Homophobic bully found guilty on all counts

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Patrick Mahoney
Homophobic bully found guilty on all counts


Don't know if many Canadians know about this, so I'll sum it up. A Rutgers student, Dharun Ravi was found guilty of spying on his gay roommate in order to "out" and "shame" him for being gay....Also a good amount of evidence that Dharun whose parents are apparently quite wealthy looked down on Tyler Clementi (his roommate) for not being as affluent as him, but U.S. law right now doesn't consider "hating the poor" to be a crime at the moment.

Anyways after months of bullying Clementi was driven past the breaking point & committed suicide due to the spying, bullying, and hate directed at him by Dharun. Ravi was accused of 15 counts after using a webcam to spy on roommate Tyler Clementi's dorm-room tryst with another man in 2010.

The AP is reporting he faces 10 years in prison on the most serious convictions. He is also at risk for deportation to India, where he was born, sources are reporting.

What do you think?  Personally I think there was a lot more that the law courts could have done & that 10 years is a pittance for effectively taking someone's life because you refused to respect his existence.  They should have tried to lay more charges on him and at least charge him with manslaughter or murder imho.


Actually, under the law, the prosecution wasn't allowed to link Ravi's actions to Clementi's suicide. The suicide could not be brought up in the trial. His charge was "bias intimidation". Basically, they had to treat his actions (using the webcam to spy on his roomate) in a vaccuum. E.g. Even if Clementi hadn't tragically taken his life, the charge would be the same.

I'm sort of torn on this. Wht he did was completely unjustifiable and it's a terrible tragedy what happened. On the other hand, I doubt his intention was to push him that far and doubt that he even considered the possibility of just how horribly this would all end. He was an immature 18 year old, away from home for the first time, surrounded by other immature 18 year olds and he did something incredibly stupid.

Glenda Rasdunik

As bad as it was for Ravi to spy on his roommate, it was basically a stupid move.  From the sounds of it it sounds like the Clementi already had other problems as well, such as being rejected by his mother.  I suspect that had Clementi not killed himself, or if Clementi was heteroseual, they wouldn't have been as harsh with him.  Or for that matter, if Ravi were an ordinary white guy.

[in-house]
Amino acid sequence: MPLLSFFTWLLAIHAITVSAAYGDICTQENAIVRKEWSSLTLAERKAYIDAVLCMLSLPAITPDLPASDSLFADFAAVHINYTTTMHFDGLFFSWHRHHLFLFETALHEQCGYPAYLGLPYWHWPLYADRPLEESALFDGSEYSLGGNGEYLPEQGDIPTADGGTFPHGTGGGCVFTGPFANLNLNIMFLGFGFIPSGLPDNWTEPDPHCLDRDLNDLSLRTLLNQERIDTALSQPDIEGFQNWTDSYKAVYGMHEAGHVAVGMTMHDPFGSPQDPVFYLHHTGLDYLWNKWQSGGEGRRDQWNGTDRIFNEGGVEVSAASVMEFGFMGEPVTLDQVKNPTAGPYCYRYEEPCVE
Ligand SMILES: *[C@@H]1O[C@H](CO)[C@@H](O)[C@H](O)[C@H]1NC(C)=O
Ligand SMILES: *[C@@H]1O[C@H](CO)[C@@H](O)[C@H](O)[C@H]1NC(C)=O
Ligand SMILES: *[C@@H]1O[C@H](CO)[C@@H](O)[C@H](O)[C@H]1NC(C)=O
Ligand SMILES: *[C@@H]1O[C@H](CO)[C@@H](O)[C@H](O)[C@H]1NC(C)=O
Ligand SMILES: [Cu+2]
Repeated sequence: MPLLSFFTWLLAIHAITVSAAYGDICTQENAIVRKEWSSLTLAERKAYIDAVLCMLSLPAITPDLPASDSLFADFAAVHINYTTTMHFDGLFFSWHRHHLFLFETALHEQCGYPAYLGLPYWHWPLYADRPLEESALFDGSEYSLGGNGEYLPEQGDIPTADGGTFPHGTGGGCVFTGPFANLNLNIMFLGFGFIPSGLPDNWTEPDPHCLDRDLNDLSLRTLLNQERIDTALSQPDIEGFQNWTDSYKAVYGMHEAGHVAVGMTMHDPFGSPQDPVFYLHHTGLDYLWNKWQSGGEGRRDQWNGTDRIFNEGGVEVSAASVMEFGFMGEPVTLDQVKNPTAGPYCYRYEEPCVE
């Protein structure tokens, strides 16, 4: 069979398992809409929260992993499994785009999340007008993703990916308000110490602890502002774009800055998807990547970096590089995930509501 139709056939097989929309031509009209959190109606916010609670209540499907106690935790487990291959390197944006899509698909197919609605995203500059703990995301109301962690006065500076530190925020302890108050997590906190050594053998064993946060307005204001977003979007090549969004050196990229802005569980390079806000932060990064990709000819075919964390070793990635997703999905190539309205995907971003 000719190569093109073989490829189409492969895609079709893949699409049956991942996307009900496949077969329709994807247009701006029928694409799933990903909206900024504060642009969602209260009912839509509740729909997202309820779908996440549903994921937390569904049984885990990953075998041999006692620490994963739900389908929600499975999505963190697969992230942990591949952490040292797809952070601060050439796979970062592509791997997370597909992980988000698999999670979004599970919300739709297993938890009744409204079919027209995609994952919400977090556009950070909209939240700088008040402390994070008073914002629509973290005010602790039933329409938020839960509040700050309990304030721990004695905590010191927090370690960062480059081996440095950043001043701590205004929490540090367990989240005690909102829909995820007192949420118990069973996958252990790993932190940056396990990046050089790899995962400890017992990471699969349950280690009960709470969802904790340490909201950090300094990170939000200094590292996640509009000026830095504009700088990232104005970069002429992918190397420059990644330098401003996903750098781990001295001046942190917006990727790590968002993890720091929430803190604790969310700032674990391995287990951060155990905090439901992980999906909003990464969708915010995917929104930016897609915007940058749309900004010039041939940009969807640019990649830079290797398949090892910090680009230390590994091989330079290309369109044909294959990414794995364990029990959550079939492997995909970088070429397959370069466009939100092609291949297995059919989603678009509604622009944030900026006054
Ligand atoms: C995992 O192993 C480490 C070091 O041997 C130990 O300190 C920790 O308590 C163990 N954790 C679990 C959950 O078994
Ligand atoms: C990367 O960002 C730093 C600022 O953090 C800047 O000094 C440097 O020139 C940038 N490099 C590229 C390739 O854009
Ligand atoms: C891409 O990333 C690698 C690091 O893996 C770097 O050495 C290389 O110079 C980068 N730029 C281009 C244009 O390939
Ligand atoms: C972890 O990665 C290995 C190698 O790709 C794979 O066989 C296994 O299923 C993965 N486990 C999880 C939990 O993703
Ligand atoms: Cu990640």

I also read somewhere that he suspected his roommate of stealing from and was trying to catch him in the act.  That may or may not be an excuse, though.

Also, if the main issue is spying I'd like to see the some government officials get thrown in jail, since the US Government has been spying on citizens for years.



Glenda Rasdunik wrote:

.  I suspect that had Clementi not killed himself, or if Clementi was heteroseual, they wouldn't have been as harsh with him.  Or for that matter, if Ravi were an ordinary white guy.

The fact that he committed suicide was not officially a factor in the case but the massive outcry over what happened may have put pressure on teh prosecutors to pursue the case and lay the charges that they did. And, no, if it was a heterosexual encounter, it would not have been nearly as harsh because it would lack the "bias intimidation" factor which is what aggravates the initially minor charge (invasion of privacy). Just like a minor crime of graffiti (say spraypainting your name on the side of a wall) would be far more harsh if you were to spray paint a swastika on the side of a synagogue, since that would count as "bias intimidation."

Patrick Mahoney

You know I'm not usually one to say we need to get tough on crime, but in this case they should not just have thrown the book at Ravi, they should have thrown the entire law library at him.  I know it sounds like I'm deviating from my usual ideology here but I am not an extremist in any context.

A lot of kids come out in college, or in graduate school, because they are counting on college campuses to be bastions of freedom, tolerance, and diversity.  Obviously Dharun Ravi intended to disrupt this process and the Rutgers community with his hateful attitude.  I think Clementi's death SHOULD have been taken into account and don't think that 50 years in prison or even the death penalty would even be too harsh.  Again I am normally against the death penalty and think it should be applied as sparingly as possible but this is an exception.


I agree with Patrick Mahoney, in terms of the severity of the crime. Bullying like this, yeah, I could see checking out, stone cold sober, especially if I was a young person with a brain that is still developing - public disclosure of private pleasures like this causes immeasurable suffering on young people and the bully knows it, that's why that technique is chosen. The victims don't have the coping skills of a mature person who is at peace with their sexuality, regardless of sexual inclination. I say this knowing bullies can detect prey. I say throw the book at him, but afterwards, if you want to save his soul, that kid is going to need to be educated about how diversity makes for a more pleasant place to live. Putting him to death might feel good to contemplate but I doubt it would be edifying.


Patrick Mahoney wrote:

 Again I am normally against the death penalty and think it should be applied as sparingly as possible but this is an exception.

[url=http://rabble.ca/babble/news-rest-us/political-philosophy-juche#comment-... coulda fooled me.[/url]

Anyway, I find it endlessly fascinating when people debate how severe the penalty should have been when they have very little clue as to what happened.


Freedom 55

I still don't feel like I have a clear picture of what happened, but a friend posted this, which provides some background and context beyond just the headlines that I'm most familiar with.

[url=http://www.thenation.com/blog/166902/tyler-clementi-and-dharun-ravi-we-w... Tyler Clementi and Dharun Ravi We Will Never Know[/url]


I have the feeling that it is more complicated than the media and made it out to be.  Of course, not having known either Ravi or Clementi, or being in the courtroom it's hard to say based on evidence.  The article that Freedom55 posted was interesting.  There was more to it than one person being some sort of extreme homophobe who made the other kid kill himself and if anything it shows the complicated nature of life and inter-personal relationships in a diverse melting pot of ethnicities, personal beliefs, and orientations.